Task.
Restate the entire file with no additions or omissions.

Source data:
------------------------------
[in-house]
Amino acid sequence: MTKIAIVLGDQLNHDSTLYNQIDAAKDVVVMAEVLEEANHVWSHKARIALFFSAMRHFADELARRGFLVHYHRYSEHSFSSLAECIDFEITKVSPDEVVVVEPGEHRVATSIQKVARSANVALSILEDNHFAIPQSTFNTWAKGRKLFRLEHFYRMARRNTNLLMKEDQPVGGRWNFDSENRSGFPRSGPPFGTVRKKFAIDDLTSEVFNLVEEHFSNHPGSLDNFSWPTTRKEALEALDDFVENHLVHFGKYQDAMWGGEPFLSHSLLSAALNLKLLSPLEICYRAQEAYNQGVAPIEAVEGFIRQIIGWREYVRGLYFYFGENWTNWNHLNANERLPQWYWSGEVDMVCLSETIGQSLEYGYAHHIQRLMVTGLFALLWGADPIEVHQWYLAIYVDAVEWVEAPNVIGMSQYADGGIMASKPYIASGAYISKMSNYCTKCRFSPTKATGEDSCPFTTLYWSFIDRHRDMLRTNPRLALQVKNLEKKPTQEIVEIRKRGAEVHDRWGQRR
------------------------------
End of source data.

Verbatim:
[in-house]
Amino acid sequence: MTKIAIVLGDQLNHDSTLYNQIDAAKDVVVMAEVLEEANHVWSHKARIALFFSAMRHFADELARRGFLVHYHRYSEHSFSSLAECIDFEITKVSPDEVVVVEPGEHRVATSIQKVARSANVALSILEDNHFAIPQSTFNTWAKGRKLFRLEHFYRMARRNTNLLMKEDQPVGGRWNFDSENRSGFPRSGPPFGTVRKKFAIDDLTSEVFNLVEEHFSNHPGSLDNFSWPTTRKEALEALDDFVENHLVHFGKYQDAMWGGEPFLSHSLLSAALNLKLLSPLEICYRAQEAYNQGVAPIEAVEGFIRQIIGWREYVRGLYFYFGENWTNWNHLNANERLPQWYWSGEVDMVCLSETIGQSLEYGYAHHIQRLMVTGLFALLWGADPIEVHQWYLAIYVDAVEWVEAPNVIGMSQYADGGIMASKPYIASGAYISKMSNYCTKCRFSPTKATGEDSCPFTTLYWSFIDRHRDMLRTNPRLALQVKNLEKKPTQEIVEIRKRGAEVHDRWGQRR